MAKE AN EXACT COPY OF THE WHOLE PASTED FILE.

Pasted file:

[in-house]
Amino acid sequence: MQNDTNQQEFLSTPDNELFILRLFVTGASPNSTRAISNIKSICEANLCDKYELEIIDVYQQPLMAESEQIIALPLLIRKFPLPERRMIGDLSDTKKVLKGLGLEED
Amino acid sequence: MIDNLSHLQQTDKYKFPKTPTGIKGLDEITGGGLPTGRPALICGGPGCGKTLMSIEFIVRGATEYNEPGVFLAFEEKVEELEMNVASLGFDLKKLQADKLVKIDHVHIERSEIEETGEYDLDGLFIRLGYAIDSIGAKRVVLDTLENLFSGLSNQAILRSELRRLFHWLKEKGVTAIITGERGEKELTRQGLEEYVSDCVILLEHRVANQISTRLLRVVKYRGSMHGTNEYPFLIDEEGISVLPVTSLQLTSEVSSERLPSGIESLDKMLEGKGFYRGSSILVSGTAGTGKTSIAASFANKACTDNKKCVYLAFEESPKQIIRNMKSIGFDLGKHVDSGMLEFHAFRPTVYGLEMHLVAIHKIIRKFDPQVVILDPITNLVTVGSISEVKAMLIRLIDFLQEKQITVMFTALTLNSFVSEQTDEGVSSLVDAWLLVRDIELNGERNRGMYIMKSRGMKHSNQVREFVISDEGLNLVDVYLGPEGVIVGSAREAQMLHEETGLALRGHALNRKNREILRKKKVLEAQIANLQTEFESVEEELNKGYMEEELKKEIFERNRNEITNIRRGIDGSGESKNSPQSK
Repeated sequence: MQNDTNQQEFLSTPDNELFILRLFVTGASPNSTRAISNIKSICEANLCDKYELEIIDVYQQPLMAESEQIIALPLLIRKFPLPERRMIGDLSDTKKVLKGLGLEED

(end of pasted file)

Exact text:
[in-house]
Amino acid sequence: MQNDTNQQEFLSTPDNELFILRLFVTGASPNSTRAISNIKSICEANLCDKYELEIIDVYQQPLMAESEQIIALPLLIRKFPLPERRMIGDLSDTKKVLKGLGLEED
Amino acid sequence: MIDNLSHLQQTDKYKFPKTPTGIKGLDEITGGGLPTGRPALICGGPGCGKTLMSIEFIVRGATEYNEPGVFLAFEEKVEELEMNVASLGFDLKKLQADKLVKIDHVHIERSEIEETGEYDLDGLFIRLGYAIDSIGAKRVVLDTLENLFSGLSNQAILRSELRRLFHWLKEKGVTAIITGERGEKELTRQGLEEYVSDCVILLEHRVANQISTRLLRVVKYRGSMHGTNEYPFLIDEEGISVLPVTSLQLTSEVSSERLPSGIESLDKMLEGKGFYRGSSILVSGTAGTGKTSIAASFANKACTDNKKCVYLAFEESPKQIIRNMKSIGFDLGKHVDSGMLEFHAFRPTVYGLEMHLVAIHKIIRKFDPQVVILDPITNLVTVGSISEVKAMLIRLIDFLQEKQITVMFTALTLNSFVSEQTDEGVSSLVDAWLLVRDIELNGERNRGMYIMKSRGMKHSNQVREFVISDEGLNLVDVYLGPEGVIVGSAREAQMLHEETGLALRGHALNRKNREILRKKKVLEAQIANLQTEFESVEEELNKGYMEEELKKEIFERNRNEITNIRRGIDGSGESKNSPQSK
Repeated sequence: MQNDTNQQEFLSTPDNELFILRLFVTGASPNSTRAISNIKSICEANLCDKYELEIIDVYQQPLMAESEQIIALPLLIRKFPLPERRMIGDLSDTKKVLKGLGLEED